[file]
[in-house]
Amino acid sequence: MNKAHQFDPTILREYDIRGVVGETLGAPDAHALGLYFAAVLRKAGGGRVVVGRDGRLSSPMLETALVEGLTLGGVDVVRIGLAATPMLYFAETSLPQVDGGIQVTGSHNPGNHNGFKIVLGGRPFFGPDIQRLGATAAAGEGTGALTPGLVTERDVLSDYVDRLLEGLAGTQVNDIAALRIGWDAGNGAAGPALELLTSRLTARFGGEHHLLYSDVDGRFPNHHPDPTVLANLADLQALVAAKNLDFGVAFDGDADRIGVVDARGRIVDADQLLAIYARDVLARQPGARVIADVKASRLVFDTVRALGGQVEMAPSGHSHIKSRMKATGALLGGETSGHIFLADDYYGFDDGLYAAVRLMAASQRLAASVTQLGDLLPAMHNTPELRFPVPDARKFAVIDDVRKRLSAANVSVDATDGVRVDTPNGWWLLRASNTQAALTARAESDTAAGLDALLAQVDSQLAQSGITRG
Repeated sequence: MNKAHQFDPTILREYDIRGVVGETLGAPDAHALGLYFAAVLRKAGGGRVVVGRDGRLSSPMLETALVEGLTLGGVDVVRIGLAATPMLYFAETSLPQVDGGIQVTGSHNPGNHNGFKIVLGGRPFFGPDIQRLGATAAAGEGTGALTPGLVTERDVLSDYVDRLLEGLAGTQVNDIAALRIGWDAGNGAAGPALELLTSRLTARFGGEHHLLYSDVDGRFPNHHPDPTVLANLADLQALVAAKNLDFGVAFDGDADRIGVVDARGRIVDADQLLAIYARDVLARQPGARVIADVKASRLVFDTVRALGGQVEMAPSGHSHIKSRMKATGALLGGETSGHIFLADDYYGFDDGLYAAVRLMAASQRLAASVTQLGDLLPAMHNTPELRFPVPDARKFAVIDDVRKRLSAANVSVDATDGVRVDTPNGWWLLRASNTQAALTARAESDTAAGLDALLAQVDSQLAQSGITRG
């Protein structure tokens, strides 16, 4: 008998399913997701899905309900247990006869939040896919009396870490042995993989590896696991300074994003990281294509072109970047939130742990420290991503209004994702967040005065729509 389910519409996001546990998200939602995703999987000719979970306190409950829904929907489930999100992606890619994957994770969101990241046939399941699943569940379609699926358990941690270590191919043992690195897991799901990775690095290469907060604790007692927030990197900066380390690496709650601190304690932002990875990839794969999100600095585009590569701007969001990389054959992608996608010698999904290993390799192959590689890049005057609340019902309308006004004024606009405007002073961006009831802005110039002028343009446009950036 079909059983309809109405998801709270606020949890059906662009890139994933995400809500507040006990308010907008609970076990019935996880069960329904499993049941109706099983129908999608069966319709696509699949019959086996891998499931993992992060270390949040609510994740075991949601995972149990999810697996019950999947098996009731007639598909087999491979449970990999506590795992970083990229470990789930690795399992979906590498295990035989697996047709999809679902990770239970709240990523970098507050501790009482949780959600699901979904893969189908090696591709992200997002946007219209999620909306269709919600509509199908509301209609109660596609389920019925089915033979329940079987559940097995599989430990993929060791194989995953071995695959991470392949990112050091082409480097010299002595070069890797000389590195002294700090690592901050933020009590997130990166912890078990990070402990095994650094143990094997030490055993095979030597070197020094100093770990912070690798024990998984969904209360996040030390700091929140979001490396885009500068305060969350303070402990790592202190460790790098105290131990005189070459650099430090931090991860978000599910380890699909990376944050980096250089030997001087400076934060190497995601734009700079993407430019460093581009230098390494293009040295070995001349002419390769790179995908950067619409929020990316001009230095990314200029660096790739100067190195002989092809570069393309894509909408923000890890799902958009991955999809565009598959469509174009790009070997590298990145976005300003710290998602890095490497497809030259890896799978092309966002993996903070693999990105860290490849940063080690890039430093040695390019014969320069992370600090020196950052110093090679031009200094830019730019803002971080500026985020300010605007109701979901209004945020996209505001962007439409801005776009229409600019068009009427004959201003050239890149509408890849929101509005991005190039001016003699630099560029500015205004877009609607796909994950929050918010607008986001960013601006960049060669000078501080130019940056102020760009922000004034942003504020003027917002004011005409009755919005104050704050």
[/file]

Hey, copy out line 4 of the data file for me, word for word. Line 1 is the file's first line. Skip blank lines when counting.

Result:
């Protein structure tokens, strides 16, 4: 008998399913997701899905309900247990006869939040896919009396870490042995993989590896696991300074994003990281294509072109970047939130742990420290991503209004994702967040005065729509 389910519409996001546990998200939602995703999987000719979970306190409950829904929907489930999100992606890619994957994770969101990241046939399941699943569940379609699926358990941690270590191919043992690195897991799901990775690095290469907060604790007692927030990197900066380390690496709650601190304690932002990875990839794969999100600095585009590569701007969001990389054959992608996608010698999904290993390799192959590689890049005057609340019902309308006004004024606009405007002073961006009831802005110039002028343009446009950036 079909059983309809109405998801709270606020949890059906662009890139994933995400809500507040006990308010907008609970076990019935996880069960329904499993049941109706099983129908999608069966319709696509699949019959086996891998499931993992992060270390949040609510994740075991949601995972149990999810697996019950999947098996009731007639598909087999491979449970990999506590795992970083990229470990789930690795399992979906590498295990035989697996047709999809679902990770239970709240990523970098507050501790009482949780959600699901979904893969189908090696591709992200997002946007219209999620909306269709919600509509199908509301209609109660596609389920019925089915033979329940079987559940097995599989430990993929060791194989995953071995695959991470392949990112050091082409480097010299002595070069890797000389590195002294700090690592901050933020009590997130990166912890078990990070402990095994650094143990094997030490055993095979030597070197020094100093770990912070690798024990998984969904209360996040030390700091929140979001490396885009500068305060969350303070402990790592202190460790790098105290131990005189070459650099430090931090991860978000599910380890699909990376944050980096250089030997001087400076934060190497995601734009700079993407430019460093581009230098390494293009040295070995001349002419390769790179995908950067619409929020990316001009230095990314200029660096790739100067190195002989092809570069393309894509909408923000890890799902958009991955999809565009598959469509174009790009070997590298990145976005300003710290998602890095490497497809030259890896799978092309966002993996903070693999990105860290490849940063080690890039430093040695390019014969320069992370600090020196950052110093090679031009200094830019730019803002971080500026985020300010605007109701979901209004945020996209505001962007439409801005776009229409600019068009009427004959201003050239890149509408890849929101509005991005190039001016003699630099560029500015205004877009609607796909994950929050918010607008986001960013601006960049060669000078501080130019940056102020760009922000004034942003504020003027917002004011005409009755919005104050704050």